Joy for Robyn as big-hearted readers give her mobility
The plight of a mother who could not afford a vehicle for her disabled child prompted a generous response from Sunday Independent readers.
Cabrini Fallon was overjoyed to receive the offer of an adapted van for her daughter Robyn completely free of charge. "I can't believe this brilliant news. We are so thankful," she said.
Michael Moran (50), from Elphin, Co Roscommon, offered her the vehicle after reading Robyn's story in the Sunday Independent last week.
"I'm very happy to give the van to the family," he said.
Mr Moran said he bought the silver Fiat Multipla van two years ago to transport his mother Josie and her wheelchair. Mrs Moran died, aged 92, in recent months and he was happy to pass on the vehicle to Robyn and her family.
He will ensure the van, which is in very good condition, will pass its scheduled NCT this month before handing it over.
His friend and neighbour Raymond Bradley, a collector of vintage tractors, will auction or raffle a vintage Ferguson T20 from the early 1950s to help pay some of the family's motoring costs, said Mr Moran.
Cabrini Fallon said she felt ''imprisoned'' in her home outside Sligo town with her daughter Robyn for the festive season because of an abolished transport grant and insufficient supports.
Her daughter Robyn (8) is severely disabled with cerebral palsy and epilepsy, and has a mental age of just eight months.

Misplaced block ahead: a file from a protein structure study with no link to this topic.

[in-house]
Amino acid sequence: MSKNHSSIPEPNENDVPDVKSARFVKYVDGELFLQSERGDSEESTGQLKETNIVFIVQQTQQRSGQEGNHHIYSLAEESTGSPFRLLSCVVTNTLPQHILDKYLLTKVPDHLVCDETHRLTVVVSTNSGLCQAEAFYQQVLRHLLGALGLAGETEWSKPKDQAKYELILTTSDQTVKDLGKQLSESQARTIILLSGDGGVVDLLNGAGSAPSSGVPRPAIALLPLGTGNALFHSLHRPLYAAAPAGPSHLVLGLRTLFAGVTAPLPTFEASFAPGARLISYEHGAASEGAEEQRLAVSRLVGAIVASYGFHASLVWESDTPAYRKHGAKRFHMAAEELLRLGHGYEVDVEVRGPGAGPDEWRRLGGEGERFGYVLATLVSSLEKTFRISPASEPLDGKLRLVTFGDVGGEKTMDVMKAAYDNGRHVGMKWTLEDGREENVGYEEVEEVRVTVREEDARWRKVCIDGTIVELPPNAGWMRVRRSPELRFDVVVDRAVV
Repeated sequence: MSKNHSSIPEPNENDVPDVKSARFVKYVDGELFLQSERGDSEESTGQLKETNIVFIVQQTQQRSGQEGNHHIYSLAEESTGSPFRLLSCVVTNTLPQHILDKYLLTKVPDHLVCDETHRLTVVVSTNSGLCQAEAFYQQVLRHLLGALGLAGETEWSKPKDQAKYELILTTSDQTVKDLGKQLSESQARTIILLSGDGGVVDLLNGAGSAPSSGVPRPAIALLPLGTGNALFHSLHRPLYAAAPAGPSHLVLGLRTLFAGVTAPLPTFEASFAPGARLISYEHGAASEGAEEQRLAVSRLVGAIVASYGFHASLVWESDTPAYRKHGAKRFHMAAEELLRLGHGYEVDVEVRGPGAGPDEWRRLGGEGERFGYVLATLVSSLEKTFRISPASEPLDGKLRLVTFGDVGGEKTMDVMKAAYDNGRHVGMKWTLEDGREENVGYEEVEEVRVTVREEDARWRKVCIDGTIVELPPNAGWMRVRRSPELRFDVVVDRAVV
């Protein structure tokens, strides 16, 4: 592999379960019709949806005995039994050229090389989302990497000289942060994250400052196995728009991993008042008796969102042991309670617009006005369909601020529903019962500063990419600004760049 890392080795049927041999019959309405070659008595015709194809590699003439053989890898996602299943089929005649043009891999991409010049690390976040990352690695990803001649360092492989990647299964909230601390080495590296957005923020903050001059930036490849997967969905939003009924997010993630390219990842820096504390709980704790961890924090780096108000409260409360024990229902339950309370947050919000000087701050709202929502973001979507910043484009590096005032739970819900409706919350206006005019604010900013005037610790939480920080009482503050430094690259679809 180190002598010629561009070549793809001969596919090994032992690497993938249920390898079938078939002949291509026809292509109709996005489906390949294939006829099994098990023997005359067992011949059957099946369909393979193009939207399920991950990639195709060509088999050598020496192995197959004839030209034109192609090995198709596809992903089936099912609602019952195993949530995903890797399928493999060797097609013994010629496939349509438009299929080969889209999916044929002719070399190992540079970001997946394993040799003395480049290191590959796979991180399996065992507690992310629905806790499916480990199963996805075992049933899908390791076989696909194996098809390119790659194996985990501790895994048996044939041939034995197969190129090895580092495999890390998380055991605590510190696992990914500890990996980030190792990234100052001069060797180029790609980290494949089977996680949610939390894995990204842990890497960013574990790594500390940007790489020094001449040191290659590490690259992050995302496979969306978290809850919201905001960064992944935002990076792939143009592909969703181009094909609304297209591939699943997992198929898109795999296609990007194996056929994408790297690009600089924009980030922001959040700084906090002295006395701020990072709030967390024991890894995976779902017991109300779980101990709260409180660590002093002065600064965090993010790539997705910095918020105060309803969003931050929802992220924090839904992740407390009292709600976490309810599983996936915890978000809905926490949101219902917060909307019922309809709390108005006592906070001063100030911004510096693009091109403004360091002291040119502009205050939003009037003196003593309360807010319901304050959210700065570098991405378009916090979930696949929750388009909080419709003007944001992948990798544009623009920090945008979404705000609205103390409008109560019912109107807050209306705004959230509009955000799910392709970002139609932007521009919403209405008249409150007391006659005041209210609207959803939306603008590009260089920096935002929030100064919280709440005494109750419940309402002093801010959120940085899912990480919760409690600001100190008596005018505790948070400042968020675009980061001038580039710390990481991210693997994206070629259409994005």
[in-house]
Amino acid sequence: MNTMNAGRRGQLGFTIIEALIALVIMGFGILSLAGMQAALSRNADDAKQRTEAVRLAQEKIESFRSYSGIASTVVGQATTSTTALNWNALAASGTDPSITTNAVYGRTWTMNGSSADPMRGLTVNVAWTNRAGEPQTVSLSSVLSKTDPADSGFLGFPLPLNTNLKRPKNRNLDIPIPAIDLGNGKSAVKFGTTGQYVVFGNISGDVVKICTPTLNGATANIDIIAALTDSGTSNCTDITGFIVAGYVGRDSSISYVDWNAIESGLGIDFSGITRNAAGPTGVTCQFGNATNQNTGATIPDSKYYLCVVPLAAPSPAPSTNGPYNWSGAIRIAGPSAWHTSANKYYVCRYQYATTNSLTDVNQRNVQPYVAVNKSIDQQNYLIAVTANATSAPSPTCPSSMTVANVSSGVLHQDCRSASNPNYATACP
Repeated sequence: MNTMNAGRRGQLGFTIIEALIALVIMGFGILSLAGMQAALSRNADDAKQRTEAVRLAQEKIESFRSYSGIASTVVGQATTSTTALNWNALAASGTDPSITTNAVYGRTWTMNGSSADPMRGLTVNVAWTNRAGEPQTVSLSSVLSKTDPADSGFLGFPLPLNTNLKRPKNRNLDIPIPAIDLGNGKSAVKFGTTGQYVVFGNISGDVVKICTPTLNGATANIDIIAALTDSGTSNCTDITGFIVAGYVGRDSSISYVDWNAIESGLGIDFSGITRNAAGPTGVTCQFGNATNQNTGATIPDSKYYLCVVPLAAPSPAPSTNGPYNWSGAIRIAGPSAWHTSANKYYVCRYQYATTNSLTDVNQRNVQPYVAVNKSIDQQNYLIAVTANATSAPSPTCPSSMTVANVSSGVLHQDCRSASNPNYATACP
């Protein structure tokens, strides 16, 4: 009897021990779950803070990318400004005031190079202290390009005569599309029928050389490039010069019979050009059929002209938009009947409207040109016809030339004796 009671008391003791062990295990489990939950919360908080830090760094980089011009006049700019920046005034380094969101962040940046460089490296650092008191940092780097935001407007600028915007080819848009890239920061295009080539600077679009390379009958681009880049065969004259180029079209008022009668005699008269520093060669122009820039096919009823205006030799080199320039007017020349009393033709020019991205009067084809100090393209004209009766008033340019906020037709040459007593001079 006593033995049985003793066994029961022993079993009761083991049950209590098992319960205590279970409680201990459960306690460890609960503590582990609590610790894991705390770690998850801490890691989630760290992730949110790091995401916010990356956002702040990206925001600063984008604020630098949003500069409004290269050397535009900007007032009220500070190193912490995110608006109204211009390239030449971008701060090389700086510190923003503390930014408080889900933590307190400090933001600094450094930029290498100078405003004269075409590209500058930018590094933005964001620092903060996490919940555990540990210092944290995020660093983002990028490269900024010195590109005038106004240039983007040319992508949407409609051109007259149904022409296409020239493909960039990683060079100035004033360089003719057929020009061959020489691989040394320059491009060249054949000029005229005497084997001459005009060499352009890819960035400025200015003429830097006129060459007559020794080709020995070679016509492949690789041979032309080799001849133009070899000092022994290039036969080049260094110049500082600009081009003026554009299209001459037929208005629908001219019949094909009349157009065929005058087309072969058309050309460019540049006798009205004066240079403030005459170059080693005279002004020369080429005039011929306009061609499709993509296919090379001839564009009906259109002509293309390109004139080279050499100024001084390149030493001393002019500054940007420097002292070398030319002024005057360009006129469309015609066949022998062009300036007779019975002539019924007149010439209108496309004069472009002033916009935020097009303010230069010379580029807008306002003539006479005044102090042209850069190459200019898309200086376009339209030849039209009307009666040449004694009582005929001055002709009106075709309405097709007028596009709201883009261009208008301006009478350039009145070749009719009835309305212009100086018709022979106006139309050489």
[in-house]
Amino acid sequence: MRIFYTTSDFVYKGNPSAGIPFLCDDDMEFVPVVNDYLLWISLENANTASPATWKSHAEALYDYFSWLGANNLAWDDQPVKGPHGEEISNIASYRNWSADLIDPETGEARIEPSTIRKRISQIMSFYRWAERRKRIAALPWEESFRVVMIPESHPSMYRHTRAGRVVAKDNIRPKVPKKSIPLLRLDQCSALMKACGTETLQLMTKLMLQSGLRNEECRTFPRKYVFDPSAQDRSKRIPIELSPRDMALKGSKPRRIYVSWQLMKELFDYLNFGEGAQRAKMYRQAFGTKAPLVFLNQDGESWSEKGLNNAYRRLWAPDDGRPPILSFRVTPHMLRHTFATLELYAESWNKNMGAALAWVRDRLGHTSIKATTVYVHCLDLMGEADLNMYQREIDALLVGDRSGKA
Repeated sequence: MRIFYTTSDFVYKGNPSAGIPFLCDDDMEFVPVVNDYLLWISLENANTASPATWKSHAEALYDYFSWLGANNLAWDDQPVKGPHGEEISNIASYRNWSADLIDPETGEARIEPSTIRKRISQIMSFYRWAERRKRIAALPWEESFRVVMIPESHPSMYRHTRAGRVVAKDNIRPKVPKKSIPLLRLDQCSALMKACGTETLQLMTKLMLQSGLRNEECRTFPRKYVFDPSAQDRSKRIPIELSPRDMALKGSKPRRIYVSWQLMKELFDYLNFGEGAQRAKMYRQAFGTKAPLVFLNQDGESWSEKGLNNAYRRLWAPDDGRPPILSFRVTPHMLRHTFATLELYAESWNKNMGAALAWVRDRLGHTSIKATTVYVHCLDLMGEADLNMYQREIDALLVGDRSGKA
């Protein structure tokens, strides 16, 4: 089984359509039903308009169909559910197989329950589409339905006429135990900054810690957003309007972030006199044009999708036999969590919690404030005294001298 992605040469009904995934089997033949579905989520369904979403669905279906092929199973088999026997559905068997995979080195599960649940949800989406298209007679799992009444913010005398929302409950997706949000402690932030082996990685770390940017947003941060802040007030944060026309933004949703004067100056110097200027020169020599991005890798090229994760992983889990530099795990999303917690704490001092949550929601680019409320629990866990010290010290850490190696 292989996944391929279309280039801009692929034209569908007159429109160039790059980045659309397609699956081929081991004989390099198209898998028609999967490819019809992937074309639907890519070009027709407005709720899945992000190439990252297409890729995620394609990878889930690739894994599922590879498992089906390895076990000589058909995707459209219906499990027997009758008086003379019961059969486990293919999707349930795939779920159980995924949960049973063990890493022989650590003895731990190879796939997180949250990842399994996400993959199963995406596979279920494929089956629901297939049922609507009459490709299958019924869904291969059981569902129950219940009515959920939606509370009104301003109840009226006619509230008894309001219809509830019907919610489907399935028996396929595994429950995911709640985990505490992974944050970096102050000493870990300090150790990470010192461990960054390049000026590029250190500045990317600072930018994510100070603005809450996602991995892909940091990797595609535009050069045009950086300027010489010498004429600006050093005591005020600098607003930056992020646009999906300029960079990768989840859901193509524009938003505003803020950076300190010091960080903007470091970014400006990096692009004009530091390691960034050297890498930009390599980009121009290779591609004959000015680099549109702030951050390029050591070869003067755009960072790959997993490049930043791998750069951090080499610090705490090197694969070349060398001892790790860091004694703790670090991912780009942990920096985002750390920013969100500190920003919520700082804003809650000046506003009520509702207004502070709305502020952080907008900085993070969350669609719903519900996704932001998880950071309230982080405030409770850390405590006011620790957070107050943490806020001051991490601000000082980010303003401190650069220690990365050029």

Robyn was a perfectly healthy baby who contracted meningitis, which caused brain damage. She cannot walk or talk.
The child has outgrown her old wheelchair and will be getting a bigger motorised wheelchair from the HSE in the near future. But to get State support to buy an adapted vehicle under the Disabled Drivers and Passenger Scheme, a family must pay two-thirds of the price before the State pays the remaining one-third.
But Cabrini and her partner Declan Kilgallon cannot afford to come up with two-thirds of the price of adapted vehicles on the market.
Cabrini receives a carers' allowance and Declan has casual employment as a chef, so they were unable to get a loan, she said.
Meanwhile, Robyn has grown too heavy for the couple to lift in and out of their Volkswagen Golf without a great amount of effort.
She told this newspaper last week: "I feel bad that I've never been able to bring Robyn to all the places I'd like to bring her. Having a van would allow us to do all these things."